Just being back in the Rays lineup was going to make Wednesday a good day for outfielder Sam Fuld. Getting a bunt sign then racing at full speed to first, albeit unsuccessfully, was a positive. • But it was when he broke from leftfield toward the line and made a running then sliding catch to end the fifth inning, scraping his right arm and scuffing his pants, that he showed he was indeed ready, and able, to start the season next week. • "I got dirty," Fuld said. "That's always a good day." • Fuld had been missing for 3½ weeks, resting and rehabbing a tight right hamstring, and his potential absence was a growing concern for the Rays.
They see Fuld, a whirling dervish all-out type of player on offense and defense, as more than just a reserve outfielder but a potential couple-times-a-week starter who can impact a game in the field, on the bases and at the plate.
He will be used to spell Desmond Jennings in centerfield against a tough right-hander, to start in leftfield against some left-handers, as a pinch-hitter to work an at-bat when they need runners or at least to put a ball in play, as a pinch-runner and as a talented, game-changing and highlight-making defender at all three spots.
"He can really be very key," manager Joe Maddon said. "It's so comforting to have a guy that good to be in that role. We're very fortunate. …
"To keep him sharp and ready and utilize him appropriately, he can have a big impact on the success of our team this season."
Playing time tends to be a subject of conversation about Fuld. He came from the Cubs in the January 2011 Matt Garza trade with two subtexts: One was that if he plays too much, he tends to get overexposed and is better in short bursts. The other is that he gets hurt too often and can't stay on the field enough.
The Rays have seen both sides.
Fuld, 31, hurt his right wrist toward the end of the 2011 season, waited to test it in spring training and ended up having surgery that kept him out until late July, then was sidelined in September with a strain of the same right hamstring that bothered him this spring.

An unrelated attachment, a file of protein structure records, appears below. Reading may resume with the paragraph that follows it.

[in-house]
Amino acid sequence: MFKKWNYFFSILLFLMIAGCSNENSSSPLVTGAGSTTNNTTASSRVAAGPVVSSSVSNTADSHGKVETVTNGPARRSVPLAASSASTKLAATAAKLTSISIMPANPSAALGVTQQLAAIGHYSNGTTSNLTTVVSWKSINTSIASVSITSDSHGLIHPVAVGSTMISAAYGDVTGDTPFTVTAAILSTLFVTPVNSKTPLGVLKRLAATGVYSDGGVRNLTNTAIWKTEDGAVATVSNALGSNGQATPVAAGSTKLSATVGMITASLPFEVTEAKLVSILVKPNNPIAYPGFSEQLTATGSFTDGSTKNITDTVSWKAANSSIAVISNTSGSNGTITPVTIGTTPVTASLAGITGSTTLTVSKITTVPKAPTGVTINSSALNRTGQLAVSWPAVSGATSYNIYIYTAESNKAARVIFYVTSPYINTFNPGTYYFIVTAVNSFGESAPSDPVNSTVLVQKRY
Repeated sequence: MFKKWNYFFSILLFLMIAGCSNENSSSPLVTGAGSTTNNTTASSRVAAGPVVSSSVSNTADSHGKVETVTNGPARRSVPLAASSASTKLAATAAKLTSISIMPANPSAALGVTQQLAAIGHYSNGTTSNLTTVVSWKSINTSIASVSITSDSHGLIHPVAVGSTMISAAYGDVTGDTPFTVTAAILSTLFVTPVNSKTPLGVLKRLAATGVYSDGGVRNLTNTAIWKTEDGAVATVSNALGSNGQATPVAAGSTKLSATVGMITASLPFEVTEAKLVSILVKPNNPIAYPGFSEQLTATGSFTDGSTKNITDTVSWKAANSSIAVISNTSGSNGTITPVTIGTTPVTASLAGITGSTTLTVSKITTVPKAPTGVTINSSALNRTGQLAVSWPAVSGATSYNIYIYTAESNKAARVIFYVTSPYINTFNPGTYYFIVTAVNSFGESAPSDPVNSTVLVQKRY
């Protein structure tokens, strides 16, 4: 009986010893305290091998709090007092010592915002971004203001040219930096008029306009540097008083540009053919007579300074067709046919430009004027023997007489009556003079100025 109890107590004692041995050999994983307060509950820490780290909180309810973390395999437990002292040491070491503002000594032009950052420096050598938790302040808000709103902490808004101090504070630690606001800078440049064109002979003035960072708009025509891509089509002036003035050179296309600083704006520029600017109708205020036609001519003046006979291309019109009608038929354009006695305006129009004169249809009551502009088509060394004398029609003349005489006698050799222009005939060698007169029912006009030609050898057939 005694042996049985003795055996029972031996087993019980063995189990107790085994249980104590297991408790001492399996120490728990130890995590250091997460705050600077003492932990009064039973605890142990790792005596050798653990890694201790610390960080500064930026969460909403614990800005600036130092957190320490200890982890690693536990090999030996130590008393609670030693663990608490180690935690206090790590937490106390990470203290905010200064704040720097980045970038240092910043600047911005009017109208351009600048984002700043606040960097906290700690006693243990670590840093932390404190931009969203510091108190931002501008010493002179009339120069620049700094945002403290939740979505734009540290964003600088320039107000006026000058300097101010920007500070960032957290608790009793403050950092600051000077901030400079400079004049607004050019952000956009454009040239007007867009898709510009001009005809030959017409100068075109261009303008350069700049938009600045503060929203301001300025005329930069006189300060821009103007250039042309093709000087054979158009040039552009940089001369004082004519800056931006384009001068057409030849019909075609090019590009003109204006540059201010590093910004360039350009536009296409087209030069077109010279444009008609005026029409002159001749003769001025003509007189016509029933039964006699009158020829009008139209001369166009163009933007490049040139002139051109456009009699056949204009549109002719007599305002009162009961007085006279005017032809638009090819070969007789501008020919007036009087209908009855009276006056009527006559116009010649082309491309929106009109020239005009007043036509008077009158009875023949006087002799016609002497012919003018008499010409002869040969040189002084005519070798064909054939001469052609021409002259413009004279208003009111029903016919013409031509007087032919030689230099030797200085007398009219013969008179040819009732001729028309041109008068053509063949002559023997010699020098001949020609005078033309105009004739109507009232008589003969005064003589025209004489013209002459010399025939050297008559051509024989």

He had a torrid stretch in April 2011 — including the "coolest day of my entire life" 4-for-6 showcase at Fenway Park — hitting .364 with a .419 on-base percentage in 19 games, then went .202/.278 the rest of the way. Last year, he hit .311 with a .363 OBP in his first 30 games back, then .083/.185 in his last 14.
Maddon said the key is finding the right balance, and keeping Fuld, who also has diabetes, healthy. Fuld said it has been "brutal" being out so long, but he was buoyed by knowing the team was willing to be patient. The concern now is preventing a recurrence, especially since he has been sidelined twice with the same issue and is spending 3-plus hours a day in the trainer's room on treatment and maintenance.
All of which made it feel even better — "great," actually — to get back on the field Wednesday.
Maddon felt pretty good, too.
"It was nice to see him moving around like that," he said. "On the ball down the line you see how he closed on it — no trepidation regarding my leg, whatever — he just moved on it. And the sliding catch was typical of him. He got right back up, he had a nice bounce, so I have to believe he's feeling pretty good."
Marc Topkin can be reached at firstname.lastname@example.org.